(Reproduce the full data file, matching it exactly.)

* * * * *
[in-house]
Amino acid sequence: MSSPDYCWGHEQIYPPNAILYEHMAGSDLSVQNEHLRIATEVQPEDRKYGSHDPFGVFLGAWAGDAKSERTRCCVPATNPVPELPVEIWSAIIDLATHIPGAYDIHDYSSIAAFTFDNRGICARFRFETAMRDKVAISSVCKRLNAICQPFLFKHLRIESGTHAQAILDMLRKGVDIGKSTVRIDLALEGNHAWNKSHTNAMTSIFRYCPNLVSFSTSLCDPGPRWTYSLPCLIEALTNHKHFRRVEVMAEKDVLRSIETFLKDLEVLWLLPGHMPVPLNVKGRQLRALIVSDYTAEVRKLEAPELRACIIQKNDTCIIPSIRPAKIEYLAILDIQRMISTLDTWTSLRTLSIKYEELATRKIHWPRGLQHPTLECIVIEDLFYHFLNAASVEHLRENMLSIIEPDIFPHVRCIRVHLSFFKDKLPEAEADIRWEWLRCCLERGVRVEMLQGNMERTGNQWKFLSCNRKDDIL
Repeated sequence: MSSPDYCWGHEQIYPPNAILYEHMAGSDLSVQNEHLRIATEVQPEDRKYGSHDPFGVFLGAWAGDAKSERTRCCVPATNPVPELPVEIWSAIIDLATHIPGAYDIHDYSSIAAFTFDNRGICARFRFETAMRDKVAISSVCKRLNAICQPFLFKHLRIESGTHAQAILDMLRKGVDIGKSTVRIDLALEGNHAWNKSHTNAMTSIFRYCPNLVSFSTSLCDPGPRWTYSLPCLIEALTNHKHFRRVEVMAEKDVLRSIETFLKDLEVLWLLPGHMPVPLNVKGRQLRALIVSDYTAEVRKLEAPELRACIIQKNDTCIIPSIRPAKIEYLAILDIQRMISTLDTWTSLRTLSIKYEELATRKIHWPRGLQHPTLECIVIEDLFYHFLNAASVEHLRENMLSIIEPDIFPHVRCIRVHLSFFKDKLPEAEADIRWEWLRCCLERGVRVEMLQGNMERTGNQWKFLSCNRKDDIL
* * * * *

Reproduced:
[in-house]
Amino acid sequence: MSSPDYCWGHEQIYPPNAILYEHMAGSDLSVQNEHLRIATEVQPEDRKYGSHDPFGVFLGAWAGDAKSERTRCCVPATNPVPELPVEIWSAIIDLATHIPGAYDIHDYSSIAAFTFDNRGICARFRFETAMRDKVAISSVCKRLNAICQPFLFKHLRIESGTHAQAILDMLRKGVDIGKSTVRIDLALEGNHAWNKSHTNAMTSIFRYCPNLVSFSTSLCDPGPRWTYSLPCLIEALTNHKHFRRVEVMAEKDVLRSIETFLKDLEVLWLLPGHMPVPLNVKGRQLRALIVSDYTAEVRKLEAPELRACIIQKNDTCIIPSIRPAKIEYLAILDIQRMISTLDTWTSLRTLSIKYEELATRKIHWPRGLQHPTLECIVIEDLFYHFLNAASVEHLRENMLSIIEPDIFPHVRCIRVHLSFFKDKLPEAEADIRWEWLRCCLERGVRVEMLQGNMERTGNQWKFLSCNRKDDIL
Repeated sequence: MSSPDYCWGHEQIYPPNAILYEHMAGSDLSVQNEHLRIATEVQPEDRKYGSHDPFGVFLGAWAGDAKSERTRCCVPATNPVPELPVEIWSAIIDLATHIPGAYDIHDYSSIAAFTFDNRGICARFRFETAMRDKVAISSVCKRLNAICQPFLFKHLRIESGTHAQAILDMLRKGVDIGKSTVRIDLALEGNHAWNKSHTNAMTSIFRYCPNLVSFSTSLCDPGPRWTYSLPCLIEALTNHKHFRRVEVMAEKDVLRSIETFLKDLEVLWLLPGHMPVPLNVKGRQLRALIVSDYTAEVRKLEAPELRACIIQKNDTCIIPSIRPAKIEYLAILDIQRMISTLDTWTSLRTLSIKYEELATRKIHWPRGLQHPTLECIVIEDLFYHFLNAASVEHLRENMLSIIEPDIFPHVRCIRVHLSFFKDKLPEAEADIRWEWLRCCLERGVRVEMLQGNMERTGNQWKFLSCNRKDDIL